"A theatrical indie pop band that embrace's life's misinterpretations and messiness…their noise-pop jams remain as joyful as ever" - Pitchfork
"The Spook School are that rare and beautiful thing: a band with something to say." – The Guardian
"Societal norms and gender stereotypes are in the crosshairs of these threadbare tunes…trans love songs that hit home no matter your orientation." - NPR
"Dance music for introverts, love songs for people who are too shy to be in love" - Stereogum
If a debut LP is an artist's introduction to the world and their sophomore release is their now or never moment, their third is their most cathartic: they've made it out, they're here. Glasgow, Scotland's indiepop optimists The Spook School, despite personal and political obstacle, made it out, and their latest full-length "Could It Be Different?" is here. It's been a journey of self-discovery and feel-good realism; modern, dance-friendly indiepop fueling the fun. They made a name for themselves for their exultant and empowering pop, and now, they've shown real growth in nuance.
The Spook School are Nye Todd (guitar/vocals), Anna Cory (bass/vocals), Adam Todd (guitar/vocals) and Niall McCamley (drums). Since forming in 2012, they've released two records to critical acclaim: 2013's "Dress Up," a gender-binary eradicating release—noisy, cheery pop critical of social construction and its limitations, and 2015's "Try to Be Hopeful," a celebration of queer and trans identities from a place of newfound self-assurance. The band, whose name originates from the Glasgow School, have lived a lot of life since then: "Could It Be Different?" was written from space that follows aplomb. "You're comfortable with yourself, as much as you ever can be but you have to live with that person anyway," Nye says of the record, "There are more questions than answers. That's why the title works well—it has that insecurity to it." Adam agrees, "It also comes from a place of feeling like everything definitely isn't alright now," pausing. "Maybe things could change?"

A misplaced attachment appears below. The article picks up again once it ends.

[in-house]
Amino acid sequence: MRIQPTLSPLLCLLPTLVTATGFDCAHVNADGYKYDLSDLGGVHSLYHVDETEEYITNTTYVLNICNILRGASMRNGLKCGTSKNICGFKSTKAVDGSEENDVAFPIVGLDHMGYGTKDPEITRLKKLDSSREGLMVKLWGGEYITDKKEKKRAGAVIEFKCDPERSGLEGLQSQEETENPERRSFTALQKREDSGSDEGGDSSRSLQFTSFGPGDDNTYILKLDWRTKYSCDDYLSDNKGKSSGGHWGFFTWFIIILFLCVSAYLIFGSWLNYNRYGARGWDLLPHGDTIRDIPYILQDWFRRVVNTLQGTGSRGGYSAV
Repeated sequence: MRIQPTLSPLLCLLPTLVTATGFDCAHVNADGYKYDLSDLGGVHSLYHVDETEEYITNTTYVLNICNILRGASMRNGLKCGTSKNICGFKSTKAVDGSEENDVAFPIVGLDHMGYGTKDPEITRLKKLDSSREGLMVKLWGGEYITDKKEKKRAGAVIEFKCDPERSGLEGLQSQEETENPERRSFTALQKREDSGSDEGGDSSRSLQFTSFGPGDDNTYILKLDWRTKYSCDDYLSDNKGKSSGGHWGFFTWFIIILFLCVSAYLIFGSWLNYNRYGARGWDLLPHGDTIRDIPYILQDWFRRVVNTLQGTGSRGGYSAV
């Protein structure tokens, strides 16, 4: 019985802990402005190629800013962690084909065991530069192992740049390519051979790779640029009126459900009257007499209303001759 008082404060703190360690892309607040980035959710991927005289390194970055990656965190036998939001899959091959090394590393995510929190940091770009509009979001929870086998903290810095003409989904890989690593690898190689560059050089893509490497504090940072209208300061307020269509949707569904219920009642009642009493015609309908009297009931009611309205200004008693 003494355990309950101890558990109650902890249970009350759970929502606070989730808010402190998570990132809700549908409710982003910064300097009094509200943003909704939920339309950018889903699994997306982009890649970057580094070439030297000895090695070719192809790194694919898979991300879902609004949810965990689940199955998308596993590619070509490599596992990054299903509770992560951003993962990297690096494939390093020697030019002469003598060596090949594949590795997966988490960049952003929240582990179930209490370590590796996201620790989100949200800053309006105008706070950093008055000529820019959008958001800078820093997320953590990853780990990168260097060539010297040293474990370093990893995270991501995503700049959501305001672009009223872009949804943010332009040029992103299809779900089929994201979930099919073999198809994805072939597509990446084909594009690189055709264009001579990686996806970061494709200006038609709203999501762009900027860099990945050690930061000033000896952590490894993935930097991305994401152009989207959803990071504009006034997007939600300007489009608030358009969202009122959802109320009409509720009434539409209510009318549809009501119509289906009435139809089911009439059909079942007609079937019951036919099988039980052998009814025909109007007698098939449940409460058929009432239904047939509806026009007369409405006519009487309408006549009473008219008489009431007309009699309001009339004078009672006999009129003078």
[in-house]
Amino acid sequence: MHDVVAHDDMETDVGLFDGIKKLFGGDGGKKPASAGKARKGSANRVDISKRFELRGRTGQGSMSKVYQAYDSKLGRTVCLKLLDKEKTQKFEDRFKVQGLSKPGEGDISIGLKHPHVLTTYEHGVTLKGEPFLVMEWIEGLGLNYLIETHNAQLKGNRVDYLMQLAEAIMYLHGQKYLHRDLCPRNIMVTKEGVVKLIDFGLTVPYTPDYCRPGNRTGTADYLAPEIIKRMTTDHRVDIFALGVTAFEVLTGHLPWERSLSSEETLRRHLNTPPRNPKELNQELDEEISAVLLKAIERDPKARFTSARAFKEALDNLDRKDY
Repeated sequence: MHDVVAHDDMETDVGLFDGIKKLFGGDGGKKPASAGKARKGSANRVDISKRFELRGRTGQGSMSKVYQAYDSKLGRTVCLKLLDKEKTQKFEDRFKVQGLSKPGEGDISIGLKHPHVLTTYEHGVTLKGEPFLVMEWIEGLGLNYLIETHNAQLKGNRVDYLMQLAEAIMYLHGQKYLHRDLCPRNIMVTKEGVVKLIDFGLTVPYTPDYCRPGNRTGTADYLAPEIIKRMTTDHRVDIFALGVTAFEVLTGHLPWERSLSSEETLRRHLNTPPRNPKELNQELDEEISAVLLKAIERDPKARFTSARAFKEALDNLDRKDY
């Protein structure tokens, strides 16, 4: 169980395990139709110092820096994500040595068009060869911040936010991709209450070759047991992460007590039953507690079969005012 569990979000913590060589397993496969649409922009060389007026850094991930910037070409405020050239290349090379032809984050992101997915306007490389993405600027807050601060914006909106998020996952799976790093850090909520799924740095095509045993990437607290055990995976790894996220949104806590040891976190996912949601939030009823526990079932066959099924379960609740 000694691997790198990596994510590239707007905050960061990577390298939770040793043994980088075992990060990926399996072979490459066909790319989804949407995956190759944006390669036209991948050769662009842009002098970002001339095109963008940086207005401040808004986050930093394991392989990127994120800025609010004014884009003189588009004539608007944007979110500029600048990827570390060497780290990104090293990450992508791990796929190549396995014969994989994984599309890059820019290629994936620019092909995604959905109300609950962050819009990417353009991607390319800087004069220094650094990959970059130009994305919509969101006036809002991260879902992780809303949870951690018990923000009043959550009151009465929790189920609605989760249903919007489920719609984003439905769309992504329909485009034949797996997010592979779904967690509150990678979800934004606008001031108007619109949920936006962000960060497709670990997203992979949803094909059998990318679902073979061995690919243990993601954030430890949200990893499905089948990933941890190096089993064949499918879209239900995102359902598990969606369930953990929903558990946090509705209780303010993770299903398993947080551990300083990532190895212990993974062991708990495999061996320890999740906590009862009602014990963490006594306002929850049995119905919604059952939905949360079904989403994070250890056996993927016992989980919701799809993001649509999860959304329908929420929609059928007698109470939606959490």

"Could It Be Different?" is, well, different—it's a collaborative album of personal storytelling that works through life's hardships with positivity—even at their most beaten down, The Spook School manage to find hope free of naivety. That's clear the second the album opens with "Still Alive," and its ascending chorus (and soon-to-be crowd favorite) of "Fuck You, I'm Still Alive," written by Nye after surviving an emotionally abusive relationship. The song avoids villainizing the past, instead, it celebrates the present and welcomes the unknown future.
The energy of working through the wicked exists all over "Could It Be Different?" "Bad Year" makes personal connections with universal ennui, the debilitating feeling of an atrocious political climate and the desire to do better. "I wrote the lyrics the day after the Brexit vote in the U.K. I was feeling very despondent," Nye explains. "There's this pressure when something bad happens, to immediately be able to cope and know exactly what to do. Sometimes you need to take a moment for understanding before making a contribution." In "Body," the band struggles with image while coming to terms with the criticality of self-love. For Nye, it's a present journey after learning to embrace his trans identity. "Less Than Perfect" and closer "High School" recall youthful insecurity and the road to becoming comfortable with who you are—self-consciousness isn't something we all grow out of, but it's something we all can relate to—adolescence can be traumatizing, but learning to love yourself is invaluable.
"Could It Be Different?" is a human release—a record full of the insecurities and anxiety that arrive after self-awareness, in learning something new and potentially frightening about yourself. But at it's heart is joy—there's no desolation on the LP, because The Spook School manage to find light in moments of darkness. All things glum must pass—even if hope comes only in the form of acceptance. "We try to take sad songs and not shy away from them, but come out thinking ‘things will change.' Otherwise everything would be dreadful and I feel bad enough as it is," Niall laughs. "We need a bit of light in our lives." Adam agrees, "We started this for fun. We want our shows to be fun. We want the people who come to our shows to feel welcomed, and to have fun. There's a bit of party in our songs, no matter what the subject matter is." Why cry when you can dance?
Slumberland began operations in 1989, inspired by such musical happenings as the UK post-punk indie label scene, lower east
side noise bands and the DIY international pop underground. Since then we've covered a lot of territory, from punk to lofi noise to shoegaze and of course pop, releasing records from bands like The Aislers Set, Stereolab, Rocketship, Lorelei, The Ropers and Black Tambourine....more